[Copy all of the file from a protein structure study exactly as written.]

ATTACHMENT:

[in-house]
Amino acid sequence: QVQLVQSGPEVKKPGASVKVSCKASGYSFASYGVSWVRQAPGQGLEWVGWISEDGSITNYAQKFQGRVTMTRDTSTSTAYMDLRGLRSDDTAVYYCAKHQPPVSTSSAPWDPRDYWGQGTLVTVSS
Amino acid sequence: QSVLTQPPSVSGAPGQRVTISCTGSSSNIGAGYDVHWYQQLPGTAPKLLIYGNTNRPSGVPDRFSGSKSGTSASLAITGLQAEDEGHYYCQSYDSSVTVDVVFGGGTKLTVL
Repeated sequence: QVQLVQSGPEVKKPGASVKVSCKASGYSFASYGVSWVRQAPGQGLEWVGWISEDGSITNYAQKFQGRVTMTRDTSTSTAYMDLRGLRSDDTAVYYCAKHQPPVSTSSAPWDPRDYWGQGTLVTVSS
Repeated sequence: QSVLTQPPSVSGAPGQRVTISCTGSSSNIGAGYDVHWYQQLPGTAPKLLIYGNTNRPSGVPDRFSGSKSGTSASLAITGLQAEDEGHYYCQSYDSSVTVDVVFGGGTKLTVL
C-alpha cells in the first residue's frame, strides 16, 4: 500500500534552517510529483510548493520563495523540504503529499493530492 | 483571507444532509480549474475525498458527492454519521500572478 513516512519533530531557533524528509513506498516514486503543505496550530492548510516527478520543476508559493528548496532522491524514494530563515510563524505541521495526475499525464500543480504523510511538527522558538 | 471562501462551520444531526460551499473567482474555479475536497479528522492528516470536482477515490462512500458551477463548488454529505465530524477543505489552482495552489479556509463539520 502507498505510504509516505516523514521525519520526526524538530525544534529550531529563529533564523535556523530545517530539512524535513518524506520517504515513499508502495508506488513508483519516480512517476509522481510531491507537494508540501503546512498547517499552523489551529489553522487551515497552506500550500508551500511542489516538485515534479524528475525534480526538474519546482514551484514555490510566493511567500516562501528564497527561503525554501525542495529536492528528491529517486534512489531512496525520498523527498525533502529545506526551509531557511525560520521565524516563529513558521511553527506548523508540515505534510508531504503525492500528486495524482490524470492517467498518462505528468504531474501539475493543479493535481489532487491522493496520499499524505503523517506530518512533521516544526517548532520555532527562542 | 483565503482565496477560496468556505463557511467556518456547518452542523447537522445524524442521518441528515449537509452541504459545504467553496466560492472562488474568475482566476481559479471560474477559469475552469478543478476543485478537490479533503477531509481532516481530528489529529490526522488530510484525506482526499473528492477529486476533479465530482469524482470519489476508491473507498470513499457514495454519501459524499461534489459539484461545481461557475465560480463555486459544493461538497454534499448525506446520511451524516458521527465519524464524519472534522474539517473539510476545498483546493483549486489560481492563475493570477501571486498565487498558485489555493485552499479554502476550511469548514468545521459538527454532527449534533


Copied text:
[in-house]
Amino acid sequence: QVQLVQSGPEVKKPGASVKVSCKASGYSFASYGVSWVRQAPGQGLEWVGWISEDGSITNYAQKFQGRVTMTRDTSTSTAYMDLRGLRSDDTAVYYCAKHQPPVSTSSAPWDPRDYWGQGTLVTVSS
Amino acid sequence: QSVLTQPPSVSGAPGQRVTISCTGSSSNIGAGYDVHWYQQLPGTAPKLLIYGNTNRPSGVPDRFSGSKSGTSASLAITGLQAEDEGHYYCQSYDSSVTVDVVFGGGTKLTVL
Repeated sequence: QVQLVQSGPEVKKPGASVKVSCKASGYSFASYGVSWVRQAPGQGLEWVGWISEDGSITNYAQKFQGRVTMTRDTSTSTAYMDLRGLRSDDTAVYYCAKHQPPVSTSSAPWDPRDYWGQGTLVTVSS
Repeated sequence: QSVLTQPPSVSGAPGQRVTISCTGSSSNIGAGYDVHWYQQLPGTAPKLLIYGNTNRPSGVPDRFSGSKSGTSASLAITGLQAEDEGHYYCQSYDSSVTVDVVFGGGTKLTVL
C-alpha cells in the first residue's frame, strides 16, 4: 500500500534552517510529483510548493520563495523540504503529499493530492 | 483571507444532509480549474475525498458527492454519521500572478 513516512519533530531557533524528509513506498516514486503543505496550530492548510516527478520543476508559493528548496532522491524514494530563515510563524505541521495526475499525464500543480504523510511538527522558538 | 471562501462551520444531526460551499473567482474555479475536497479528522492528516470536482477515490462512500458551477463548488454529505465530524477543505489552482495552489479556509463539520 502507498505510504509516505516523514521525519520526526524538530525544534529550531529563529533564523535556523530545517530539512524535513518524506520517504515513499508502495508506488513508483519516480512517476509522481510531491507537494508540501503546512498547517499552523489551529489553522487551515497552506500550500508551500511542489516538485515534479524528475525534480526538474519546482514551484514555490510566493511567500516562501528564497527561503525554501525542495529536492528528491529517486534512489531512496525520498523527498525533502529545506526551509531557511525560520521565524516563529513558521511553527506548523508540515505534510508531504503525492500528486495524482490524470492517467498518462505528468504531474501539475493543479493535481489532487491522493496520499499524505503523517506530518512533521516544526517548532520555532527562542 | 483565503482565496477560496468556505463557511467556518456547518452542523447537522445524524442521518441528515449537509452541504459545504467553496466560492472562488474568475482566476481559479471560474477559469475552469478543478476543485478537490479533503477531509481532516481530528489529529490526522488530510484525506482526499473528492477529486476533479465530482469524482470519489476508491473507498470513499457514495454519501459524499461534489459539484461545481461557475465560480463555486459544493461538497454534499448525506446520511451524516458521527465519524464524519472534522474539517473539510476545498483546493483549486489560481492563475493570477501571486498565487498558485489555493485552499479554502476550511469548514468545521459538527454532527449534533